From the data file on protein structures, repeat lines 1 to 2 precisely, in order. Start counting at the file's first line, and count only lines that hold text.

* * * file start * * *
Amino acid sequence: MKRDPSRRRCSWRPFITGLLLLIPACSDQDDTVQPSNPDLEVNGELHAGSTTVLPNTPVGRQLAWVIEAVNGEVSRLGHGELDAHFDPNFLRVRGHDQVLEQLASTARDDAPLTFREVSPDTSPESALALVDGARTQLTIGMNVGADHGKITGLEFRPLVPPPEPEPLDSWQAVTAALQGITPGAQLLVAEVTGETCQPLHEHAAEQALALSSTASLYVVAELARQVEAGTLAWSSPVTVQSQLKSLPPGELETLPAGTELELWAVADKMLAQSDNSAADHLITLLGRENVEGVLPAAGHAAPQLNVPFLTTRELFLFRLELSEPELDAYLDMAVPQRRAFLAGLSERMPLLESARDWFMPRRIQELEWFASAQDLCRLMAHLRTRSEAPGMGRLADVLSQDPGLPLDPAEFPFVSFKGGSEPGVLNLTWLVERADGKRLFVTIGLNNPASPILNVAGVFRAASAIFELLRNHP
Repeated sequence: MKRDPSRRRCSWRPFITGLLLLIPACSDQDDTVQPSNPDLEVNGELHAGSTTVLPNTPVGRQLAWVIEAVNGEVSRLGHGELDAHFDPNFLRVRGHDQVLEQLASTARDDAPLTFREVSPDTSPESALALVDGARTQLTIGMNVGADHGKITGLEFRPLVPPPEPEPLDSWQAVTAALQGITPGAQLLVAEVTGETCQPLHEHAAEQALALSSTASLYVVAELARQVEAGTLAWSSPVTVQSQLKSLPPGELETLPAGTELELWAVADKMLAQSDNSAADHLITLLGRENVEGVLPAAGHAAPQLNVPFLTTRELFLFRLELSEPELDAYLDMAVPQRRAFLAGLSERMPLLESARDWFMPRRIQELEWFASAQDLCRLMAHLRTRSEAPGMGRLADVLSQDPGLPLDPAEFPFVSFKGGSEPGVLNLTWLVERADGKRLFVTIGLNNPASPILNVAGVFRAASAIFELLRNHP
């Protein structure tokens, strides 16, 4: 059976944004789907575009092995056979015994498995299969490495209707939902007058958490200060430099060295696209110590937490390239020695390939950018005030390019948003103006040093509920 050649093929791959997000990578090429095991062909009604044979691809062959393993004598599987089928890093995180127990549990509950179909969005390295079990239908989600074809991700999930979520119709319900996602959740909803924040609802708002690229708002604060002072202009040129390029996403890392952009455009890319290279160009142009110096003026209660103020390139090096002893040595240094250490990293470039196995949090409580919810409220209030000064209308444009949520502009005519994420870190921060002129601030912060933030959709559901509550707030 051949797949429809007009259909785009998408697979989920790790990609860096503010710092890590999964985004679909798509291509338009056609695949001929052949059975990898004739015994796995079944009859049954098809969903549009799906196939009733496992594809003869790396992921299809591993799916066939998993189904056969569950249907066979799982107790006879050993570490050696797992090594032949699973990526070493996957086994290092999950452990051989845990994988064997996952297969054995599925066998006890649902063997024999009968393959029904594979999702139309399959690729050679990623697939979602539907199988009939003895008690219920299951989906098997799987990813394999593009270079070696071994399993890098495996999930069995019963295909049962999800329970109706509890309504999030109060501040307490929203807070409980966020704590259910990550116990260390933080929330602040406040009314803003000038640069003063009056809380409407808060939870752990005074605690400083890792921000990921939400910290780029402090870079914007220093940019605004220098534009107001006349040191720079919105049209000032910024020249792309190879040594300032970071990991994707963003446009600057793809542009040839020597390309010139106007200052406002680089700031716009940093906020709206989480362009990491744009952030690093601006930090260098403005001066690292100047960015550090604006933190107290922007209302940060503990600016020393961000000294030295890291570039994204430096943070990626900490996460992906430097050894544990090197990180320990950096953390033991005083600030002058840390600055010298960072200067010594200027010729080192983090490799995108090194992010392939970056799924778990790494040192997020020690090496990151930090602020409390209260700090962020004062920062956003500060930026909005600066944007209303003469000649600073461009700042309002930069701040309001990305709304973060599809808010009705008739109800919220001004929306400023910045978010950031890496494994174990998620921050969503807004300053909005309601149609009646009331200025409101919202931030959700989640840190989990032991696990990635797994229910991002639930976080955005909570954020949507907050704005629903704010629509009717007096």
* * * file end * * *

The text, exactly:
Amino acid sequence: MKRDPSRRRCSWRPFITGLLLLIPACSDQDDTVQPSNPDLEVNGELHAGSTTVLPNTPVGRQLAWVIEAVNGEVSRLGHGELDAHFDPNFLRVRGHDQVLEQLASTARDDAPLTFREVSPDTSPESALALVDGARTQLTIGMNVGADHGKITGLEFRPLVPPPEPEPLDSWQAVTAALQGITPGAQLLVAEVTGETCQPLHEHAAEQALALSSTASLYVVAELARQVEAGTLAWSSPVTVQSQLKSLPPGELETLPAGTELELWAVADKMLAQSDNSAADHLITLLGRENVEGVLPAAGHAAPQLNVPFLTTRELFLFRLELSEPELDAYLDMAVPQRRAFLAGLSERMPLLESARDWFMPRRIQELEWFASAQDLCRLMAHLRTRSEAPGMGRLADVLSQDPGLPLDPAEFPFVSFKGGSEPGVLNLTWLVERADGKRLFVTIGLNNPASPILNVAGVFRAASAIFELLRNHP
Repeated sequence: MKRDPSRRRCSWRPFITGLLLLIPACSDQDDTVQPSNPDLEVNGELHAGSTTVLPNTPVGRQLAWVIEAVNGEVSRLGHGELDAHFDPNFLRVRGHDQVLEQLASTARDDAPLTFREVSPDTSPESALALVDGARTQLTIGMNVGADHGKITGLEFRPLVPPPEPEPLDSWQAVTAALQGITPGAQLLVAEVTGETCQPLHEHAAEQALALSSTASLYVVAELARQVEAGTLAWSSPVTVQSQLKSLPPGELETLPAGTELELWAVADKMLAQSDNSAADHLITLLGRENVEGVLPAAGHAAPQLNVPFLTTRELFLFRLELSEPELDAYLDMAVPQRRAFLAGLSERMPLLESARDWFMPRRIQELEWFASAQDLCRLMAHLRTRSEAPGMGRLADVLSQDPGLPLDPAEFPFVSFKGGSEPGVLNLTWLVERADGKRLFVTIGLNNPASPILNVAGVFRAASAIFELLRNHP